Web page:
To assess the implementation level of the commitments assumed under these treaties, it is necessary to refer to the concluding observations made by the international human rights treaty monitoring bodies.

On the freedom of expression in Kazakhstan, Human Rights Committee (hereinafter – Committee) notes, “laws and practices that violate freedom of opinion and expression, including: (a) the extensive application of criminal law provisions to individuals exercising their right to freedom of expression.. (b) the blocking of social media on national security grounds.. (c) the shutting down of independent newspapers and magazines, television channels and news websites for reportedly minor irregularities or on extremism-related charges”. Regarding Kyrgyzstan, the reports of persecution of human rights defenders, journalists, and other individuals for expressing their opinion remain of serious concern. As for Uzbekistan, the Committee notes that defamation, insult of the President, dissemination of false information continues to be criminalized. Moreover, the existing legislation regulating mass communication, information technologies and the use of the Internet unduly restricts freedom of expression. Another set of concerns has to do with ongoing imprisonment of individuals on extremism-related and other politically motivated charges. It has not been uncommon for the authorities to target independent journalists, human rights defenders, and bloggers, for the mere reason of being outspoken and critical.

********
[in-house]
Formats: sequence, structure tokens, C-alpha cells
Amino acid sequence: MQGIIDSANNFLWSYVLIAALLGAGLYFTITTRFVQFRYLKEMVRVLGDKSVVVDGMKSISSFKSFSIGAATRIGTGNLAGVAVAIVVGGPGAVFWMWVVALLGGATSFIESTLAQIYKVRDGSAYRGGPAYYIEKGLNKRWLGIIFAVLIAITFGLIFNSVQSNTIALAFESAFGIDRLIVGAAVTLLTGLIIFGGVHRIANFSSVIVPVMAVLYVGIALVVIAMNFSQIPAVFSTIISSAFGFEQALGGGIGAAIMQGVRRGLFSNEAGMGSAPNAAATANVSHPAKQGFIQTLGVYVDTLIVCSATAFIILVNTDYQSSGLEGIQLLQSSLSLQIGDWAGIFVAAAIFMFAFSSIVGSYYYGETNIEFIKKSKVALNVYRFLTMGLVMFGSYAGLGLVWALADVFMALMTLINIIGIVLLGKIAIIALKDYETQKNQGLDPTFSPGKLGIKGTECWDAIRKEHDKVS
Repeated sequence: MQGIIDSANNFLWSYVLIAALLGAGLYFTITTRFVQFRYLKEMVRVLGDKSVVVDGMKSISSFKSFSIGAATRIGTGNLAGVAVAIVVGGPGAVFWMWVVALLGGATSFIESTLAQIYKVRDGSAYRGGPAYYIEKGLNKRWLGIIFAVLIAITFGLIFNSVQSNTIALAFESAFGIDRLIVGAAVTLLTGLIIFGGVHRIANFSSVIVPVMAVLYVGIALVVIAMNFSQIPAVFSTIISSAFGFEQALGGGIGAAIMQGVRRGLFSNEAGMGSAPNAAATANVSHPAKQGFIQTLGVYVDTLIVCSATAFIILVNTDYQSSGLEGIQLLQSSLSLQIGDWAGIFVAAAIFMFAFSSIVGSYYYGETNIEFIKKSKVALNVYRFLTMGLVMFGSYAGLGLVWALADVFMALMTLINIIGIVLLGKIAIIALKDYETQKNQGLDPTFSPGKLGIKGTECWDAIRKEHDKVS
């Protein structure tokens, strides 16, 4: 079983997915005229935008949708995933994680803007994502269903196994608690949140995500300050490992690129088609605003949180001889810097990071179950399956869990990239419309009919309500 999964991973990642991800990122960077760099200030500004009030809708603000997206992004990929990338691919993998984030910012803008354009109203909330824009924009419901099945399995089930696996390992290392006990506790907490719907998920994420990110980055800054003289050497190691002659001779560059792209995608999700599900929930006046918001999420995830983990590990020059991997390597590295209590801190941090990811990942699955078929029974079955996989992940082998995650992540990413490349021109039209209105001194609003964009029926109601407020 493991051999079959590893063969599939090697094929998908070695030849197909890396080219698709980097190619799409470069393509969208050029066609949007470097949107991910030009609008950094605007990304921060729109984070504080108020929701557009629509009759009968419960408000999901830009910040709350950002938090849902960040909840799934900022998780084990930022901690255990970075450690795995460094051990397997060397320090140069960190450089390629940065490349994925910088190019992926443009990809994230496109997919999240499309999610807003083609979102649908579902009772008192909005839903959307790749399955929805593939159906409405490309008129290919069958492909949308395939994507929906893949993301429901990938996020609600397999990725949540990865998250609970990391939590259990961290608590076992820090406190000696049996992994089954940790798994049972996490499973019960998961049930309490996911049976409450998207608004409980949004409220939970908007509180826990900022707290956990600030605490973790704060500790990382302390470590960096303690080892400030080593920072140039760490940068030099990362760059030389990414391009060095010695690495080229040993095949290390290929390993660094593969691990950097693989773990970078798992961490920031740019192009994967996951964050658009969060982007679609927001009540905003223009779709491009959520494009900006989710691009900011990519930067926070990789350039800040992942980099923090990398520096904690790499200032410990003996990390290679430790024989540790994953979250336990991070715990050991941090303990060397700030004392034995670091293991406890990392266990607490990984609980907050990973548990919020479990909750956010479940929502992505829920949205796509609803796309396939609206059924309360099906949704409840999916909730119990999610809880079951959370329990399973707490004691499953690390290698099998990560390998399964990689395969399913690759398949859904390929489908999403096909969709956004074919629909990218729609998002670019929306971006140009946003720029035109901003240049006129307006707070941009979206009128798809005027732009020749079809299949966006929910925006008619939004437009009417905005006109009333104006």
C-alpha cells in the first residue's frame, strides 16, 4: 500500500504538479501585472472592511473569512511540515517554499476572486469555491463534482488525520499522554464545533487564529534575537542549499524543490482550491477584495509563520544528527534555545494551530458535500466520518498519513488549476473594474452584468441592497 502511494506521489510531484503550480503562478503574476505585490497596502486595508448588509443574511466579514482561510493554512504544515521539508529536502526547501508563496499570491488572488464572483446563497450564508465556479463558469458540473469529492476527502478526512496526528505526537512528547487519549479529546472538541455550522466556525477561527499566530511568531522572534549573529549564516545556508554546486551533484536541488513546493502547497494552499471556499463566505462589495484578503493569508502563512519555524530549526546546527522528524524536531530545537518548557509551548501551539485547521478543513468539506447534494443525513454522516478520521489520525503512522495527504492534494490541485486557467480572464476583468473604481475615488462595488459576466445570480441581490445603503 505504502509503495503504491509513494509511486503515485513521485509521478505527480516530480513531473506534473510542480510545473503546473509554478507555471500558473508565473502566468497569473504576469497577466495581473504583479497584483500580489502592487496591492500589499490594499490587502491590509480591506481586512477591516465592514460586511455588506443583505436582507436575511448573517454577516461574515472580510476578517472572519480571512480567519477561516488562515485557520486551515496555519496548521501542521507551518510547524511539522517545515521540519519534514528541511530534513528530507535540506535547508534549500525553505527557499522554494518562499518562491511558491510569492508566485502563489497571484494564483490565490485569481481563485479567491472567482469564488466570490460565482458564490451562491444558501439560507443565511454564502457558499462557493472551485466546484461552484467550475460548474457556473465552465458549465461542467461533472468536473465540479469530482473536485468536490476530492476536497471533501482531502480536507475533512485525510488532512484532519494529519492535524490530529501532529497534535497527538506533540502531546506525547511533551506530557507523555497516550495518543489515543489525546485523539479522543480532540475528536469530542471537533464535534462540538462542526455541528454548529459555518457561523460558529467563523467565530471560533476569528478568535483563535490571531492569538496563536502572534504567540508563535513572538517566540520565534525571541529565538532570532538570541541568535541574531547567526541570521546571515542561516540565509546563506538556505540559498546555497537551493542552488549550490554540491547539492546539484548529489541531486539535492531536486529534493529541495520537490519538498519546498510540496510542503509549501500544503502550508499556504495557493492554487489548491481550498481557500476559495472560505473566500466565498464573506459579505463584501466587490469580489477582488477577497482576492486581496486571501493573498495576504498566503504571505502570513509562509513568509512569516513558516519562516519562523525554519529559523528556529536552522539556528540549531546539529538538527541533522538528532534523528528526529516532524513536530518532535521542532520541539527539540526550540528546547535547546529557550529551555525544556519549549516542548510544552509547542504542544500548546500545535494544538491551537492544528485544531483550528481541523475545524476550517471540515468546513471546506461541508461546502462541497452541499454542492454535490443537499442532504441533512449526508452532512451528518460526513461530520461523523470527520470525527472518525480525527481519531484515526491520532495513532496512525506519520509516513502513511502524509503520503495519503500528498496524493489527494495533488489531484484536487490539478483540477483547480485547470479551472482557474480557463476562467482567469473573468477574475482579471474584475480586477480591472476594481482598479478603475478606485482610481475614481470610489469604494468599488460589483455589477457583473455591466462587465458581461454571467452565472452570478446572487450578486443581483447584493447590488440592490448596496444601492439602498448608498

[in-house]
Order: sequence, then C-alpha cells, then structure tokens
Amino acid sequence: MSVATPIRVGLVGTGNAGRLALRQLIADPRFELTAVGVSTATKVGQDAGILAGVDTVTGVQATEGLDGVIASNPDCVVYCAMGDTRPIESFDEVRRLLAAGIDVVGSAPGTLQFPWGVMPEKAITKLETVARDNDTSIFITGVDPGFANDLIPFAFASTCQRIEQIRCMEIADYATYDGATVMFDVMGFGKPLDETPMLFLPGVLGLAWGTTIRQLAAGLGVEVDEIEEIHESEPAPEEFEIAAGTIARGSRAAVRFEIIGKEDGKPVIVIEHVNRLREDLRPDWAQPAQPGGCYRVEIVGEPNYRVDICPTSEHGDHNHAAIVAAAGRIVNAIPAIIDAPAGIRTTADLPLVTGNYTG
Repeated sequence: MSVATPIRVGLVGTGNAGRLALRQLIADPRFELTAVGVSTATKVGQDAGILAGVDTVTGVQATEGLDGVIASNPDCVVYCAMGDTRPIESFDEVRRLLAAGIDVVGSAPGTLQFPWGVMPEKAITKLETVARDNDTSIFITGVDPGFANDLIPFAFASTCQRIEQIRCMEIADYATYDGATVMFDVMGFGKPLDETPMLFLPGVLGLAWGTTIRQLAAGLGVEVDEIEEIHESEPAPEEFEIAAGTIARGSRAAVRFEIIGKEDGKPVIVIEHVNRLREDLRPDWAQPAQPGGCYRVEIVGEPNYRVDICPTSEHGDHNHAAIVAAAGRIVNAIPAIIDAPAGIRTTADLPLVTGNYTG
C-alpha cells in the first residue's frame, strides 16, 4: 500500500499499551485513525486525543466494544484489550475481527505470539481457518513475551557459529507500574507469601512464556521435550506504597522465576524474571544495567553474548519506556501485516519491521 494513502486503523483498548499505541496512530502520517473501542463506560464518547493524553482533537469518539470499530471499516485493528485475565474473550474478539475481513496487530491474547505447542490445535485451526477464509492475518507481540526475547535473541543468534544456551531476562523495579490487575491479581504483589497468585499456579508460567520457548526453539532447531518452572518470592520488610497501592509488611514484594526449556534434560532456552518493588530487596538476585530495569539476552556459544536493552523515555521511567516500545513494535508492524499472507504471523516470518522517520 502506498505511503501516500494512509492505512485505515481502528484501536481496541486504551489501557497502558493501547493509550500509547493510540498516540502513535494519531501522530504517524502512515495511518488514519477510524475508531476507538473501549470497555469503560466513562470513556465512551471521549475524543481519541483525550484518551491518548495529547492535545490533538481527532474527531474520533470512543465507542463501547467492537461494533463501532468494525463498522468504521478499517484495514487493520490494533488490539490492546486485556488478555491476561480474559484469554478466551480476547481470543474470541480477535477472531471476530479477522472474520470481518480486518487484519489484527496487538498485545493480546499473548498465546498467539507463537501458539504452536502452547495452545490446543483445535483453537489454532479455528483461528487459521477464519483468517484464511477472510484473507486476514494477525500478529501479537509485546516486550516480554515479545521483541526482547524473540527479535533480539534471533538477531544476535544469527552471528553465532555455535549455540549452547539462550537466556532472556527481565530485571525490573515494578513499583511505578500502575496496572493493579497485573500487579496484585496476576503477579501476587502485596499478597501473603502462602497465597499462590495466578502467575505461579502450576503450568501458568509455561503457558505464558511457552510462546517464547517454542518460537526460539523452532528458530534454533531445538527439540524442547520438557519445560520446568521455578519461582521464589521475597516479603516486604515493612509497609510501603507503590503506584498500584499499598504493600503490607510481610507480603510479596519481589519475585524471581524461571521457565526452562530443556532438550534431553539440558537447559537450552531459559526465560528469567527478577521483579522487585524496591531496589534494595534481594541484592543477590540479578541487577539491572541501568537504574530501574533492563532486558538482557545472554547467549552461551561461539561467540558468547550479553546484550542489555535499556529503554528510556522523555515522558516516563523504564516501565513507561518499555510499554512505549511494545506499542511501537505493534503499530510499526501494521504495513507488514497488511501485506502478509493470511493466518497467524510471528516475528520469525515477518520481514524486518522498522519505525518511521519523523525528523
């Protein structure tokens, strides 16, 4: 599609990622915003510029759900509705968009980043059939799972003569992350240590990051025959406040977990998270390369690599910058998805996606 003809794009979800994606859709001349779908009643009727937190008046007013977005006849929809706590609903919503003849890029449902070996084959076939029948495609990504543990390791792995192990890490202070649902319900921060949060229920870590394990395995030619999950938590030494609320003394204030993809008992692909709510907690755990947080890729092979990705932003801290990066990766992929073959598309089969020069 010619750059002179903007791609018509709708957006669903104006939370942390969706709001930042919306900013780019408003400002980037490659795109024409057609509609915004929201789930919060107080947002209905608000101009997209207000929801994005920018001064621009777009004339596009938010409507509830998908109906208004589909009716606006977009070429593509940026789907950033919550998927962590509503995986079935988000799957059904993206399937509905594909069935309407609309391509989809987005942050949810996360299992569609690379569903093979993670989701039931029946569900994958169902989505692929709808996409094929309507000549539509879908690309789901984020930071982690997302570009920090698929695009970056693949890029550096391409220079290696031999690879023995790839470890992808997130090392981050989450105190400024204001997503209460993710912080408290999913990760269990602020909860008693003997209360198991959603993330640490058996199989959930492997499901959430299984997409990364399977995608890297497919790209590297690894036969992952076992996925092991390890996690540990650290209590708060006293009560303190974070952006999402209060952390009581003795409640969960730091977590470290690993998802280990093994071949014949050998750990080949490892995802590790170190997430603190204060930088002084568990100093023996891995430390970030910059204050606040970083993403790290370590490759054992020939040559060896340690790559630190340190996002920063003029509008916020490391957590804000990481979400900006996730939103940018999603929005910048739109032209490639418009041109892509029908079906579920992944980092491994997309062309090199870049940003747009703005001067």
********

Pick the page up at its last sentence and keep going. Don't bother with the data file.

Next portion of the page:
On the torture and ill-treatment, main concerns include the reported high rates of torture and the high number of claims of torture dismissed at threshold due to the allegedly excessive evidentiary standard required to pursue an investigation under the new Criminal Procedure Code the reported unduly prolonged duration of investigations into allegations of torture and/or ill-treatment failure to provide full reparation to victims of torture or ill-treatment, etc. With respect to Kyrgyzstan, while welcoming legislative and administrative measures aimed at preventing torture, including the amendments to the Criminal Code, the Committee emphasizes a series of malpractices, including the practices of torture and ill-treatment of detainees the number of deaths in custody and the fact that none of the cases reported to the Committee led to any conviction. As for Uzbekistan, the Committee notes that the definition of torture in article 235 of the Criminal Code limits the range of possible victims to “participants in criminal proceedings or their close relatives” and does not apply to all types of perpetrators.